Homemaker or businesswoman? Much has been said and written about the advantages of each pursuit, but no longer must a woman choose between the two; she can be a home-based businesswoman.
An estimated 1 million women in the United States operate businesses from their homes. They work full-time and part-time, earning from pennies to hundreds of thousands of dollars a year. Their businesses range from all kinds of professional services to products developed from home skills.
Operating a business from home permits a woman to care for her children, save the overhead of a business establishment, avoid expensive, time-consuming commutes to a job, and be able to work when and as much as she desires.
But the home-based businesswoman also faces unique challenges.
She has questions such as: Are my prices right? My service is good, but how do I develop a business identity? Am I keeping the necessary business records? How can I persuade my family and friends to take my business seriously and not treat it as a hobby? When do I devote my time to my family and when do I demand their cooperation?
The home-based businesswoman cannot step into the next office to test a new idea on a co-worker; nor does she learn about new business trends and opportunities over lunch with other businesswomen. To a large extent, she is separated from the business world in which she competes. A Connecticut woman who makes fine jewelry says, ''My biggest problem has always been the isolation and lack of dialogue and feedback from other creative craft worksteaders.''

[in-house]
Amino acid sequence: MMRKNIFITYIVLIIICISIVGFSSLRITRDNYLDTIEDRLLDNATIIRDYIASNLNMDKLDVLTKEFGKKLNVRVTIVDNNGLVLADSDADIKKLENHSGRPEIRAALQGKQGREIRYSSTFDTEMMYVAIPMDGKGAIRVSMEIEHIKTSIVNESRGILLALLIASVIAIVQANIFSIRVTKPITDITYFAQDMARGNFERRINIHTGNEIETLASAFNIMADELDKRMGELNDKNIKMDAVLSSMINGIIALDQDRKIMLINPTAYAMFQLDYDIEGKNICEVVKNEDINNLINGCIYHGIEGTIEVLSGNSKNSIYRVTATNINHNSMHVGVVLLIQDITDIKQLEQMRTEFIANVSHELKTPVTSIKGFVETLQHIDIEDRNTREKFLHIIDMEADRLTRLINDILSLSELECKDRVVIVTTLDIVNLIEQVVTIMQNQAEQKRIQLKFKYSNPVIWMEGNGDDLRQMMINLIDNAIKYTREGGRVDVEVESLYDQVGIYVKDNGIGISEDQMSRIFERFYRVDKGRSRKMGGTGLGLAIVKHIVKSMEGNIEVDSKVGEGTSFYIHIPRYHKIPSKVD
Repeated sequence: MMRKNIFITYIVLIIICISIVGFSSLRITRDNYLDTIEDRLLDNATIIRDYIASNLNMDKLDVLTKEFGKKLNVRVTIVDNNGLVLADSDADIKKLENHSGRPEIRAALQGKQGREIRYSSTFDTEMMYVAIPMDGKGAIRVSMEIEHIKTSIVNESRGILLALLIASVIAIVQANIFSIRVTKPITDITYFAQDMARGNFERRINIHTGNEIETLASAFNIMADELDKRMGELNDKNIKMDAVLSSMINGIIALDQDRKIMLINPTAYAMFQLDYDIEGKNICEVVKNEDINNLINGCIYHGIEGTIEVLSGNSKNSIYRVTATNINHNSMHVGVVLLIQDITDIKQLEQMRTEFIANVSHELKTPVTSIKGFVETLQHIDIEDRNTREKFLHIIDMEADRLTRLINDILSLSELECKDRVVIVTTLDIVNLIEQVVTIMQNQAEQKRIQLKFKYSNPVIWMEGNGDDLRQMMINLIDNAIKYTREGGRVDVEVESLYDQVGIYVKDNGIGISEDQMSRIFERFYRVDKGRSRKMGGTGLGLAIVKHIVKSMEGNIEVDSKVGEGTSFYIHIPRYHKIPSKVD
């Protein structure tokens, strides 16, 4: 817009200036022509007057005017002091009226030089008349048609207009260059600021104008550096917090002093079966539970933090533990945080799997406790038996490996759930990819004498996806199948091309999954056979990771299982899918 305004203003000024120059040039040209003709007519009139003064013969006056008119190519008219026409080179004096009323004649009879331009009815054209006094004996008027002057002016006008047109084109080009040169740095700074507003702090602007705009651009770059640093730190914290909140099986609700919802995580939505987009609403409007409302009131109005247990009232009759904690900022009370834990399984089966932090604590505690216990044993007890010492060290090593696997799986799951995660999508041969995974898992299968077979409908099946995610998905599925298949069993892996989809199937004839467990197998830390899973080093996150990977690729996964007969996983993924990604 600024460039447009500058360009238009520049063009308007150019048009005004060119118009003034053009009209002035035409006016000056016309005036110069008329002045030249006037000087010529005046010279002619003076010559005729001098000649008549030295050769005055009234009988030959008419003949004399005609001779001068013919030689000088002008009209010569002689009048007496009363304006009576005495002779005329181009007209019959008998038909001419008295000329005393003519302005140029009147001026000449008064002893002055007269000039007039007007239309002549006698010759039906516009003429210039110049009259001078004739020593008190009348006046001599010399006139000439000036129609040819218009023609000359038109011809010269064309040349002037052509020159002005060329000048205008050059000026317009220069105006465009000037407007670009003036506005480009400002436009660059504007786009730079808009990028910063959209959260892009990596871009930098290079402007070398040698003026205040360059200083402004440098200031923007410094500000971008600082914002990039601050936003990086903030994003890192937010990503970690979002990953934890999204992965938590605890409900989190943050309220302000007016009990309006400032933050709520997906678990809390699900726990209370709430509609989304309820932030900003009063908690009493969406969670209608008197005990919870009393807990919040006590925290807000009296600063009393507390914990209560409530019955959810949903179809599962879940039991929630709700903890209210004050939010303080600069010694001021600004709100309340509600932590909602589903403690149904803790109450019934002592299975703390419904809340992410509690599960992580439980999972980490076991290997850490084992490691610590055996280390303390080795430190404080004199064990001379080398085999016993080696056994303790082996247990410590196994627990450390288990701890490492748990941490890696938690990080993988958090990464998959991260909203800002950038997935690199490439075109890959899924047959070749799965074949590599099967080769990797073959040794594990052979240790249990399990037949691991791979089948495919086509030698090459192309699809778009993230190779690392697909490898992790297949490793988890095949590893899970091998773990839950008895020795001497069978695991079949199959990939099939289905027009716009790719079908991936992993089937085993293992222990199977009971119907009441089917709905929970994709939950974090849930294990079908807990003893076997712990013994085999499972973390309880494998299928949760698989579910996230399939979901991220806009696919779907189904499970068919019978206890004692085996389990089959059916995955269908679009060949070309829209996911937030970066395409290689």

A fledgling organization, the National Alliance of Homebased Businesswomen, aims to eliminate this isolation and to provide a local and national network for this relatively unknown part of the work force. The alliance is a national, nonprofit organization dedicated to the professional, personal, and economic growth of women who work from their homes.
NAHB grew out of a survey of local home-based businesswomen conducted by Marion Behr of Edison, N.J., and Wendy Lazar of Norwood, N.J. Even before they published their findings in ''Women Working Home: The Homebased Guide and Directory,'' they met with a few home-based businesswomen to mold the organization.
In June 1980, nine of them began to define the organization, structure it, and write its bylaws. From the first, the alliance was conceived as a national organization.
In January 1981, 16 ''first members'' were listed in the board meeting minutes. A year later there were members in all but 12 states and chapters starting in more than two dozen cities. Membership is $25 a year, or $20 for anyone in her first business year.
The alliance encourages members to form local chapters for personal contact and mutual support. Through chapters they exchange information and experiences, create educational programs, make professional contacts, and showcase their goods and services.
The NAHB is developing ways of networking at the national level. Its ''Meeting-by-Mail'' enables members scattered across the country to take leadership roles on national committees; at the same time the national organization benefits from their varied ideas and experiences. The group is also studying ways to provide comprehensive insurance and national joint advertising and showcasing.
First-year activities included publishing the Alliance, a quarterly newsletter of helpful business information, and a directory of its members. At an all-membership meeting, members staged a free exhibition for their goods and services and heard experts discuss marketing, credit, new tax laws, and the pros and cons of computers for home-based businesses.
For more information, send a stamped, self-addressed envelope to NAHB, PO Box 95, Norwood, N.J. 07648.